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Puzzle Theory
Written by Blake Speers

Okay, before I knew that "other" puzzle document was out there, I came up with *this* puzzle document. What's funny is that we have almost all the same definitions, except I have more in numbers, and the other one is more succinct. We even use the same terminology!!

Still, this has some things the other has not. So here it is, my puzzle tutorial!!

Puzzle Theory : A start

Ever been stuck for a new puzzle, one that isn't just "give item to man?" Well, below are some of the accumulated puzzle theories from various people here at the AGS pages. I've compiled them into categories and come up with some of my own. A good puzzle maker should combine many of these ideas and her or his own.

A good puzzle should not just be fun to solve, but be intimately linked to the game, to the style and tone.

All puzzles should be in some sense original, or repeated for parody effect.

This is not a comprehensive list and it is not complete, but it is a start.

All puzzles can be in same room or multiple rooms, and should be chosen to span either short term or long term based on context.

In my document, if one puzzle references to another, that reference is in capital letters.

In alphabetical order (because I can't think of any other)



WARNING: Some of the examples are spoilers.



Action Sequences:

Jumping, rolling, swinging out of the way, climbing, driving, etc.

Example:

The "Indiana Jones" games had many of these (obviously), and the Space Quests had a few (in one you have to dodge the villain in your son's body).

Action sequences really add dynamism to games, but are difficult to script in AGS and many adventure gamers would rather they could be skipped, since their intention is to think, not dash.

Angle Adjustment:

There are various games where adjusting the angle of a thing is the key.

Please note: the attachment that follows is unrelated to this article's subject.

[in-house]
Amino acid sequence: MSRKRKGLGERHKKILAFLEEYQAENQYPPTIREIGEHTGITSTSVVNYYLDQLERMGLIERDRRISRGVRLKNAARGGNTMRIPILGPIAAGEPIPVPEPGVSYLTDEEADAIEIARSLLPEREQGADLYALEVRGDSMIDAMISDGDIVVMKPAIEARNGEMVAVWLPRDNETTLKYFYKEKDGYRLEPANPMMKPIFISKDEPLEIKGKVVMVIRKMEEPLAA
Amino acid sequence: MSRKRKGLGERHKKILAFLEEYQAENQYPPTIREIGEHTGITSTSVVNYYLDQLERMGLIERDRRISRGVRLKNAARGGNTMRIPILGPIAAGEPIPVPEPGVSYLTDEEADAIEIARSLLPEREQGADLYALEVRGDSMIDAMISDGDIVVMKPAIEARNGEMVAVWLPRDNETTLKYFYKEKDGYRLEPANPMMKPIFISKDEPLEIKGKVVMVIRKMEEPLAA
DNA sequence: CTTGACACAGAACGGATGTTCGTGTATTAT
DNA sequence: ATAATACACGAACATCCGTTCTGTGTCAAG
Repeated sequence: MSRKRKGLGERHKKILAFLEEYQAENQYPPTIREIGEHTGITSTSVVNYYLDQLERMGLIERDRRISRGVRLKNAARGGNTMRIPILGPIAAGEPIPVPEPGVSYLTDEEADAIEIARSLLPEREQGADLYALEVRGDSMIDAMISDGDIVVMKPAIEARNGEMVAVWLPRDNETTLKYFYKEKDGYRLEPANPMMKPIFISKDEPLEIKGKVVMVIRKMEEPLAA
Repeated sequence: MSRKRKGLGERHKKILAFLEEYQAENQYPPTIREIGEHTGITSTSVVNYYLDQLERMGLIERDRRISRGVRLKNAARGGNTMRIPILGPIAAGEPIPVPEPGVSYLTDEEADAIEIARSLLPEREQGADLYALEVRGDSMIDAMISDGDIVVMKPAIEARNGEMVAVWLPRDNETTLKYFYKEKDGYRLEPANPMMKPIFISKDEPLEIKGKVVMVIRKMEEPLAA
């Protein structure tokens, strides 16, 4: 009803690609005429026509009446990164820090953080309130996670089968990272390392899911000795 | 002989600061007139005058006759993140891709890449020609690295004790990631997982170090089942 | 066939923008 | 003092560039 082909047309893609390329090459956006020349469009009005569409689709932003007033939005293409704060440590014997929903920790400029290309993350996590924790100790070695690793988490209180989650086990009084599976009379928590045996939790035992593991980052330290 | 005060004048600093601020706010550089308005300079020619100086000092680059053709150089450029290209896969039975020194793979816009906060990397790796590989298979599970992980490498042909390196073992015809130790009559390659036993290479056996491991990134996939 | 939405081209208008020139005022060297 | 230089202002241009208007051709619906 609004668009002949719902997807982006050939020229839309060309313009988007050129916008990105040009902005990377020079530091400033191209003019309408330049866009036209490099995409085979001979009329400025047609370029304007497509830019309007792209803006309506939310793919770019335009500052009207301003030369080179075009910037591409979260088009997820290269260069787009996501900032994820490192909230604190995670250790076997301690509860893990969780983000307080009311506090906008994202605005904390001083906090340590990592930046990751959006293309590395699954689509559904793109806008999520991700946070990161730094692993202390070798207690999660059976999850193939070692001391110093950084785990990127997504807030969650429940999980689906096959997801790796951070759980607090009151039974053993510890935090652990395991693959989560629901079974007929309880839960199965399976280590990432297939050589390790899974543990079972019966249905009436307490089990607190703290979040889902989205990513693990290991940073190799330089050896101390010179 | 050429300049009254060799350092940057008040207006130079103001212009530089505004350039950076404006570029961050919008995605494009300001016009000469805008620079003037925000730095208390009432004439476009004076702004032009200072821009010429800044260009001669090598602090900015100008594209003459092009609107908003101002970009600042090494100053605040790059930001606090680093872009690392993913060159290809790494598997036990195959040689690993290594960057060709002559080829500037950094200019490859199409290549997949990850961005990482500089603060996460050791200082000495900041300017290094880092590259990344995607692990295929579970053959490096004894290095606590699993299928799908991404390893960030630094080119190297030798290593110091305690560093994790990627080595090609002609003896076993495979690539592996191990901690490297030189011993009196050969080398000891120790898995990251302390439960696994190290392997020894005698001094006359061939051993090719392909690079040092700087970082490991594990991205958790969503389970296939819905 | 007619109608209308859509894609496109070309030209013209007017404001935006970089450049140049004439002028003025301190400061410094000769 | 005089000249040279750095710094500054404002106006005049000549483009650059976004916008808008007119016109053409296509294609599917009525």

Example:

In "Monkey Island" you have to push a cannon the right direction to shoot the correct target. In "Myst" you have to turn many things to the correct angle or direction, including a lighthouse and a star-map.

Experiment. Some KINETIC PUZZLES would really do well mixed with Angle Adjustment.

Arrange Objects:

Different from the various COMBO puzzles, this involves not creating a new item or affecting some item on screen, but creating a structure from the shapes of items.

Example:

No famous ones come to mind, but some ideas include making an arrow from sticks and stones, or creating a bizarre monster from moss and other strange objects (used perhaps to scare villagers. A bridge could be built from individual stones or boards.

All right, this one is fairly overlapping, but I'm trying to spur thought here!

Big Quest:

Not strictly a puzzle, but I had to include it here. Basically, any series of smaller puzzles can make up a single bigger one, such as getting 3 magic items, completing 3 tasks, finding the Golden egg of the apocalypse, You may need to solve *many* puzzles on your big quest.

Bypass:

Rarely used, except in the context of KILLING AND DESTROYING, some puzzles can be solved by simply ignoring the problem.

Example:

None come to mind, except one invented by Mods and one by me. You have a box standing in the way and nothing will break it... but you can actually walk around the box (though that option is not obvious). A similar example would be a horrendous monster who promises to destroy you that you simply walk around and never encounter.

Children's/board/gambling Games:

Children's/board/gambling games are apt for many puzzles. Hopscotch, jump rope, races, checkers, chess, poker, fish, battleships, slots, etc.

Example:

In "Conquest of the Longbow," you play a board game for money. In "Kyrandia 3," you have to *lose* at tic-tac-toe.

There are so many other opportunities, none of which are easy to script.

Colour:

Sometimes colour matching is used as a way to add to a puzzle, or as a puzzle in itself.

Example:

In "Sam and Max Hit the Road," you need to go through a series of door in the right order based on the door's colour. In "Edge of Reality" you have to match Spray Paint to the colour of the wall.

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